Scrap proposed amendments to extradition laws, guarantee the right to peaceful assembly

Press release

(Hong Kong, Paris) The Hong Kong government should immediately withdraw proposed legislation aimed at amending the Special Administrative Region’s (SAR’s) extradition laws, FIDH and Human Rights in China (HRIC) urged today. The proposed bill is inconsistent with international customary law and Hong Kong’s obligations under international human rights instruments applicable to the SAR.

“The extradition bill poses a grave threat to Hong Kong’s rule of law and judicial independence. The bill does not contain adequate safeguards and protections to ensure that defendants are not extradited to jurisdictions where detainees are routinely subjected to torture and ill-treatment and criminal trials are systematically unfair. The government should heed the well-founded domestic and international concerns and immediately scrap the bill.”

Adilur Rahman Khan, FIDH Vice-President

The Fugitive Offenders and Mutual Legal Assistance in Criminal Matters Legislation (Amendment) Bill was first announced by the Hong Kong government in February 2019 and then introduced in the SAR’s parliament, the Legislative Council, on 3 April 2019 to amend the Fugitive Offenders Ordinance and the Mutual Legal Assistance in Criminal Matters Ordinance. The proposed amendments would allow the extradition of suspects from Hong Kong to jurisdictions - such as mainland China - with which the SAR does not have bilateral extradition agreements.

Article 3 of the UN Convention against Torture and Other Cruel, Inhuman or Degrading Treatment or Punishment (CAT), declares that a state party to the convention should not expel, return (“refouler”) or extradite persons to another jurisdiction where there are “substantial grounds” for believing that they would be in danger of being subjected to torture. Provisions of the CAT are applicable to the SAR.

The principle of non-refoulement, which prohibits extraditing someone to a jurisdiction where his or her life or freedom would be threatened on account of his race, religion, nationality, membership of a particular social group or political opinion, is also a generally accepted principle of customary law that applies universally.

In addition, the extradition of individuals from Hong Kong, which abolished the death penalty, to jurisdictions - such as mainland China - in which they may face capital punishment, is contrary to Article 6 of the International Covenant of Civil and Political Rights (ICCPR), to which the SAR is bound.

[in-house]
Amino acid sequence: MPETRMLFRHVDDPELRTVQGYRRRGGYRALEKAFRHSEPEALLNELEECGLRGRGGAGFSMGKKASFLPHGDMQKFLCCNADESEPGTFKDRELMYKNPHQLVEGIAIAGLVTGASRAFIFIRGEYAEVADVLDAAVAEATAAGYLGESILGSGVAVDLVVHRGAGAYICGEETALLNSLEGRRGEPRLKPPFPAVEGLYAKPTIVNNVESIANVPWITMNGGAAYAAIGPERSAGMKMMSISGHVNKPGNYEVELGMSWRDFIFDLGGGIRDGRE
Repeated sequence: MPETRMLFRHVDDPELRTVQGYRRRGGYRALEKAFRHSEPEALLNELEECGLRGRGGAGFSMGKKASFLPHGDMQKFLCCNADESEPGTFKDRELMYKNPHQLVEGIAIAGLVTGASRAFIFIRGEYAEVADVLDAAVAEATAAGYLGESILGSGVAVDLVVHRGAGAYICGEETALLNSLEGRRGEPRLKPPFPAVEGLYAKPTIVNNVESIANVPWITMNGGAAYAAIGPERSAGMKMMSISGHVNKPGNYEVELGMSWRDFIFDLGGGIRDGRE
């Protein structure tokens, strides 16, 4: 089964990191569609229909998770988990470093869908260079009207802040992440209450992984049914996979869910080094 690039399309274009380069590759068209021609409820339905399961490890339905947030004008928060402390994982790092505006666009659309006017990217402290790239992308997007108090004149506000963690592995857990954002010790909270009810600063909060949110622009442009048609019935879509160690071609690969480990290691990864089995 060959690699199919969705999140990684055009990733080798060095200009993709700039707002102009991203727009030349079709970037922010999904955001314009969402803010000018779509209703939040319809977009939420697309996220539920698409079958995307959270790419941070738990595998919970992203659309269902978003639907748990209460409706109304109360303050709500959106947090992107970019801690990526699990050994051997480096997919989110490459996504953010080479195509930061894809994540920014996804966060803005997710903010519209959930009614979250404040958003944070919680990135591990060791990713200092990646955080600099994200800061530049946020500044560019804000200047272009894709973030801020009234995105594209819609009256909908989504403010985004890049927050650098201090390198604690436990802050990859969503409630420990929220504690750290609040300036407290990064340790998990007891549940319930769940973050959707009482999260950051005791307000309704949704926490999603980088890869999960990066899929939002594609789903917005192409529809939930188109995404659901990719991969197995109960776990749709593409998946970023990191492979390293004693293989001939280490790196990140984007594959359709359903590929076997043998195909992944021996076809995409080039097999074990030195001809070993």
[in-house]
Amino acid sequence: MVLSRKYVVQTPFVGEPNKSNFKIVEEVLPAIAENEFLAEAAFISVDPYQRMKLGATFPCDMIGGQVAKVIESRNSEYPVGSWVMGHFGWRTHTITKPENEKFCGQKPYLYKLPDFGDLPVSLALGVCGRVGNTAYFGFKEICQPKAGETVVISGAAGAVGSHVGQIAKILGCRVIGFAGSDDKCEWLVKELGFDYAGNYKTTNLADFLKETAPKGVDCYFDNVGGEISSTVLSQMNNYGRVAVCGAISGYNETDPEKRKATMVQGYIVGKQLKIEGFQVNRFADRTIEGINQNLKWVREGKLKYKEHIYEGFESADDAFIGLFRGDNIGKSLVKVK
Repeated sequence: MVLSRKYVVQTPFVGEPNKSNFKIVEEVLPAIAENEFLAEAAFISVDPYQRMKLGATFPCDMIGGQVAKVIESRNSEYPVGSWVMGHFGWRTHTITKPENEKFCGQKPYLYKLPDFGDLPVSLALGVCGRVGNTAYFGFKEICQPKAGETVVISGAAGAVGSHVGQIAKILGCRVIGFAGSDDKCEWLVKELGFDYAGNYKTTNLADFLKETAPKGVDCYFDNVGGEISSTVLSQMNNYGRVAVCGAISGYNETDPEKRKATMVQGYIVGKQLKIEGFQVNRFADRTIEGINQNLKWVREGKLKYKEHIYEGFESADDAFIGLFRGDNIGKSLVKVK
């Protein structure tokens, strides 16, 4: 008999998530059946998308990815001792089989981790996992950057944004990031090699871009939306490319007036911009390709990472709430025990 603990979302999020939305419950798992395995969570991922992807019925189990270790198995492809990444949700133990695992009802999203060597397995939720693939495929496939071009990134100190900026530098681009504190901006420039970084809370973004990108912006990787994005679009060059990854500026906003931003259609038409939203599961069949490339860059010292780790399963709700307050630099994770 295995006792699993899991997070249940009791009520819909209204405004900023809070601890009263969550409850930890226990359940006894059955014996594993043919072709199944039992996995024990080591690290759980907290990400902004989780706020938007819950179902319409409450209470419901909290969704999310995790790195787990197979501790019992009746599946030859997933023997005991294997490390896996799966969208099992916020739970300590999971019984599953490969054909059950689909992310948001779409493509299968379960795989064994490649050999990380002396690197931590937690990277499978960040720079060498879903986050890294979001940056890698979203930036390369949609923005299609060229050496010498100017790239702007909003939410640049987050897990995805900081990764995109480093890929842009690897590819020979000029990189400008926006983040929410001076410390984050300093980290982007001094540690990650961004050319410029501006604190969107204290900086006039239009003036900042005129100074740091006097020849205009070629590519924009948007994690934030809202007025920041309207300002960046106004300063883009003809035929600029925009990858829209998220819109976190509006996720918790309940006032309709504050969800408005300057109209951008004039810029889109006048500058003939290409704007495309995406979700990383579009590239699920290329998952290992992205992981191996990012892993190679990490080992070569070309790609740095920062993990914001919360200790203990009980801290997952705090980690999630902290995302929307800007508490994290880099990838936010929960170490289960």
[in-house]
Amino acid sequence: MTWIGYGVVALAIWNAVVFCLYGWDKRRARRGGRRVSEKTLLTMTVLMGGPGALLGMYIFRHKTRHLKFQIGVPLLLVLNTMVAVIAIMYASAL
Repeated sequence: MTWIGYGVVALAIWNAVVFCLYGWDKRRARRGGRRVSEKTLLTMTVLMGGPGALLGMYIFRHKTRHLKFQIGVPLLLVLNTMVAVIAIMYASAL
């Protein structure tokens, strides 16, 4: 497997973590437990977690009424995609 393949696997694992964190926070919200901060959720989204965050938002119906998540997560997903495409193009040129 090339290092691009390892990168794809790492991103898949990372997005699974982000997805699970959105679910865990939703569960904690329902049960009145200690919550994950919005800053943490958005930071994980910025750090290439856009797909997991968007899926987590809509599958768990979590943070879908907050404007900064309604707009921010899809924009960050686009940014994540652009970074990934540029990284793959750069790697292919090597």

From 27 May to 4 June 2019, FIDH conducted a mission to Hong Kong to assess the human rights situation in the SAR. During the mission, FIDH met with a broad range of stakeholders, including human rights defenders, political activists, journalists, lawyers, and legislators, to hear their concerns about the current human rights situation in Hong Kong. All interlocutors expressed concern over the negative impacts that the adoption of the proposed extradition bill could have on the political, economic, and human rights situation in Hong Kong.

In recent months, legislators, judges, lawyers, journalists, Hong Kong-based foreign consulates, students, activists, unions, and the business sector expressed their opposition to the proposed legislation.

On 9 June 2019, an estimated one million people marched in the streets of Hong Kong to express their opposition to the proposed law. It was the third and largest anti-extradition bill demonstration held in Hong Kong in recent months, after the 31 March and 28 April 2019 protests. While demonstrations were predominantly peaceful, clashes between police and small groups of protestors occurred towards the end of the 9 June rally. Thousands of protestors remained in the areas around Hong Kong’s Central Government Complex and the Legislative Council from 10 to 12 June. In the afternoon of 12 June, police in riot gear fired tear gas and rubber bullets to violently disperse protestors and clear the area. At least 81 people were reported injured during the clearance operation.

FIDH and HRIC urge authorities in Hong Kong to guarantee that individuals are able to exercise their right to freedom of peaceful assembly and that the policing of public protests is conducted in accordance with international standards.

According to the Basic Principles on the Use of Force and Firearms by Law Enforcement Officials, law enforcement officials “may use force and firearms only if other means remain ineffective or without any promise of achieving the intended result.” The Basic Principles also stipulate that whenever the lawful use of force and firearms is unavoidable, law enforcement officials should “exercise restraint in such use and act in proportion to the seriousness of the offense” and “minimize damage and injury.”

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